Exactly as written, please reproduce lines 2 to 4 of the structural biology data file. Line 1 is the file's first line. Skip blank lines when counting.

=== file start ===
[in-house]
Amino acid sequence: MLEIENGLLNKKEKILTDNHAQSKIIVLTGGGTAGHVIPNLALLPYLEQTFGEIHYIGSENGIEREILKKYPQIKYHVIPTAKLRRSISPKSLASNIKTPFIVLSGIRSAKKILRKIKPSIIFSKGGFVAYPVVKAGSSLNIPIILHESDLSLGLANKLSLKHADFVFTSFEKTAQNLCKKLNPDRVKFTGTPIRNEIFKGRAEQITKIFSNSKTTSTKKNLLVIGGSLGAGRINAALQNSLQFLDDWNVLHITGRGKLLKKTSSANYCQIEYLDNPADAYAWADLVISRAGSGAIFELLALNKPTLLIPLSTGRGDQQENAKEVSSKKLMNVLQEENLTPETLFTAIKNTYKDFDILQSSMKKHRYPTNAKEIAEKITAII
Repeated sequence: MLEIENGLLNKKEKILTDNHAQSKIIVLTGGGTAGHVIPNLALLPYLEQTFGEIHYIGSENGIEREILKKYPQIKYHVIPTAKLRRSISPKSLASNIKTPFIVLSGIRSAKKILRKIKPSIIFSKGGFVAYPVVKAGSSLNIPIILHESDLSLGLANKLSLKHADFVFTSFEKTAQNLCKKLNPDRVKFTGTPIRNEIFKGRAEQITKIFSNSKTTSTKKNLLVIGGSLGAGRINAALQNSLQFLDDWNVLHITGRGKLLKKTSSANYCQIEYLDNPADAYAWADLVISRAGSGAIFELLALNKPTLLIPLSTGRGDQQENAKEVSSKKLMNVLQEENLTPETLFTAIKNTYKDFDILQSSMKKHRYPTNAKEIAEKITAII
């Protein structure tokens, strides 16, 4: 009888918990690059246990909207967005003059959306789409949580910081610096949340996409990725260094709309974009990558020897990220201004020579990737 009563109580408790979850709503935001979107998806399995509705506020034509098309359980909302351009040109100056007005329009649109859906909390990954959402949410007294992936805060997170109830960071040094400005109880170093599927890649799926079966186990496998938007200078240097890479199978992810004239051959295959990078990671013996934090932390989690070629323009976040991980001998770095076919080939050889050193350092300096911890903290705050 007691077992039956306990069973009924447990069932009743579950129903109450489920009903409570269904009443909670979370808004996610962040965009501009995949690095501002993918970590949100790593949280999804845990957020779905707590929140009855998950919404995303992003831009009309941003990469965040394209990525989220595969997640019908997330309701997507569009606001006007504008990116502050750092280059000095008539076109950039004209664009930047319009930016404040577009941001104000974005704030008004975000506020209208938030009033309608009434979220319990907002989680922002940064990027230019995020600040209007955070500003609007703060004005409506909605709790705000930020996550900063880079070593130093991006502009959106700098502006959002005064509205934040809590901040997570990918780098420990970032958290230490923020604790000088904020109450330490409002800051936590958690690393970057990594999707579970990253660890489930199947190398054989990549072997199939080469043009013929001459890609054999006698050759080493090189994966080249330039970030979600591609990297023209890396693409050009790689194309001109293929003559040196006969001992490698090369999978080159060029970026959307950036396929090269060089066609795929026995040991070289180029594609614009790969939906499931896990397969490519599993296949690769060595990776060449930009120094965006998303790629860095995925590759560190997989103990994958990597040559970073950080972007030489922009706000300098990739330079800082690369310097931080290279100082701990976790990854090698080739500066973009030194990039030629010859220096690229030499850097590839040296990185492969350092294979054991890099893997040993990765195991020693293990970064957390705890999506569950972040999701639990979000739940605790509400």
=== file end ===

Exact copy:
Amino acid sequence: MLEIENGLLNKKEKILTDNHAQSKIIVLTGGGTAGHVIPNLALLPYLEQTFGEIHYIGSENGIEREILKKYPQIKYHVIPTAKLRRSISPKSLASNIKTPFIVLSGIRSAKKILRKIKPSIIFSKGGFVAYPVVKAGSSLNIPIILHESDLSLGLANKLSLKHADFVFTSFEKTAQNLCKKLNPDRVKFTGTPIRNEIFKGRAEQITKIFSNSKTTSTKKNLLVIGGSLGAGRINAALQNSLQFLDDWNVLHITGRGKLLKKTSSANYCQIEYLDNPADAYAWADLVISRAGSGAIFELLALNKPTLLIPLSTGRGDQQENAKEVSSKKLMNVLQEENLTPETLFTAIKNTYKDFDILQSSMKKHRYPTNAKEIAEKITAII
Repeated sequence: MLEIENGLLNKKEKILTDNHAQSKIIVLTGGGTAGHVIPNLALLPYLEQTFGEIHYIGSENGIEREILKKYPQIKYHVIPTAKLRRSISPKSLASNIKTPFIVLSGIRSAKKILRKIKPSIIFSKGGFVAYPVVKAGSSLNIPIILHESDLSLGLANKLSLKHADFVFTSFEKTAQNLCKKLNPDRVKFTGTPIRNEIFKGRAEQITKIFSNSKTTSTKKNLLVIGGSLGAGRINAALQNSLQFLDDWNVLHITGRGKLLKKTSSANYCQIEYLDNPADAYAWADLVISRAGSGAIFELLALNKPTLLIPLSTGRGDQQENAKEVSSKKLMNVLQEENLTPETLFTAIKNTYKDFDILQSSMKKHRYPTNAKEIAEKITAII
């Protein structure tokens, strides 16, 4: 009888918990690059246990909207967005003059959306789409949580910081610096949340996409990725260094709309974009990558020897990220201004020579990737 009563109580408790979850709503935001979107998806399995509705506020034509098309359980909302351009040109100056007005329009649109859906909390990954959402949410007294992936805060997170109830960071040094400005109880170093599927890649799926079966186990496998938007200078240097890479199978992810004239051959295959990078990671013996934090932390989690070629323009976040991980001998770095076919080939050889050193350092300096911890903290705050 007691077992039956306990069973009924447990069932009743579950129903109450489920009903409570269904009443909670979370808004996610962040965009501009995949690095501002993918970590949100790593949280999804845990957020779905707590929140009855998950919404995303992003831009009309941003990469965040394209990525989220595969997640019908997330309701997507569009606001006007504008990116502050750092280059000095008539076109950039004209664009930047319009930016404040577009941001104000974005704030008004975000506020209208938030009033309608009434979220319990907002989680922002940064990027230019995020600040209007955070500003609007703060004005409506909605709790705000930020996550900063880079070593130093991006502009959106700098502006959002005064509205934040809590901040997570990918780098420990970032958290230490923020604790000088904020109450330490409002800051936590958690690393970057990594999707579970990253660890489930199947190398054989990549072997199939080469043009013929001459890609054999006698050759080493090189994966080249330039970030979600591609990297023209890396693409050009790689194309001109293929003559040196006969001992490698090369999978080159060029970026959307950036396929090269060089066609795929026995040991070289180029594609614009790969939906499931896990397969490519599993296949690769060595990776060449930009120094965006998303790629860095995925590759560190997989103990994958990597040559970073950080972007030489922009706000300098990739330079800082690369310097931080290279100082701990976790990854090698080739500066973009030194990039030629010859220096690229030499850097590839040296990185492969350092294979054991890099893997040993990765195991020693293990970064957390705890999506569950972040999701639990979000739940605790509400």